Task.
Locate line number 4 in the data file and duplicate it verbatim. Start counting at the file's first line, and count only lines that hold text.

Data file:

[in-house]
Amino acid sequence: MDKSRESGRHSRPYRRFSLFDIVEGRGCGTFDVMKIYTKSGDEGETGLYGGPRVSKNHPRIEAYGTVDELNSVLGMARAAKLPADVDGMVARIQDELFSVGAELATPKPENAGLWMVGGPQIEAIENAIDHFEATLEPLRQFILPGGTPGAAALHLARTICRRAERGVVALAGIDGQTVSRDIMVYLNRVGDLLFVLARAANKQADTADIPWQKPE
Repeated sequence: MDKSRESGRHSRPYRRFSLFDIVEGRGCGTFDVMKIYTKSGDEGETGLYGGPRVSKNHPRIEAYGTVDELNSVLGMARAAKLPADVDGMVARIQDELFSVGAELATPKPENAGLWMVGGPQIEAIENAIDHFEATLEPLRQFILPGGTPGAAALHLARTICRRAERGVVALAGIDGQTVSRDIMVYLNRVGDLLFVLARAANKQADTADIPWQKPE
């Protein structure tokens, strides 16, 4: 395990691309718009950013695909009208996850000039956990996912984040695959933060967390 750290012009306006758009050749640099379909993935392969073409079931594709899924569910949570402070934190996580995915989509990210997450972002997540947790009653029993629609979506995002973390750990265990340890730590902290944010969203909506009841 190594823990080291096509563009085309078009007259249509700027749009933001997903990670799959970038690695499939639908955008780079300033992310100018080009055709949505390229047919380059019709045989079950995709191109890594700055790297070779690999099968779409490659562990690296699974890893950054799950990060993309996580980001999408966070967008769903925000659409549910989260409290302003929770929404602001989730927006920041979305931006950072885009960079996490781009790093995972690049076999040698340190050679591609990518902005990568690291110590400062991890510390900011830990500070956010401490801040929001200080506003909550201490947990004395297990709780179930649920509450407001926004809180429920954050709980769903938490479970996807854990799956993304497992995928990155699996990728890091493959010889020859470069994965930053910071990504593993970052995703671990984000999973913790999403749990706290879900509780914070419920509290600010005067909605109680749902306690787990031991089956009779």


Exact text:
């Protein structure tokens, strides 16, 4: 395990691309718009950013695909009208996850000039956990996912984040695959933060967390 750290012009306006758009050749640099379909993935392969073409079931594709899924569910949570402070934190996580995915989509990210997450972002997540947790009653029993629609979506995002973390750990265990340890730590902290944010969203909506009841 190594823990080291096509563009085309078009007259249509700027749009933001997903990670799959970038690695499939639908955008780079300033992310100018080009055709949505390229047919380059019709045989079950995709191109890594700055790297070779690999099968779409490659562990690296699974890893950054799950990060993309996580980001999408966070967008769903925000659409549910989260409290302003929770929404602001989730927006920041979305931006950072885009960079996490781009790093995972690049076999040698340190050679591609990518902005990568690291110590400062991890510390900011830990500070956010401490801040929001200080506003909550201490947990004395297990709780179930649920509450407001926004809180429920954050709980769903938490479970996807854990799956993304497992995928990155699996990728890091493959010889020859470069994965930053910071990504593993970052995703671990984000999973913790999403749990706290879900509780914070419920509290600010005067909605109680749902306690787990031991089956009779």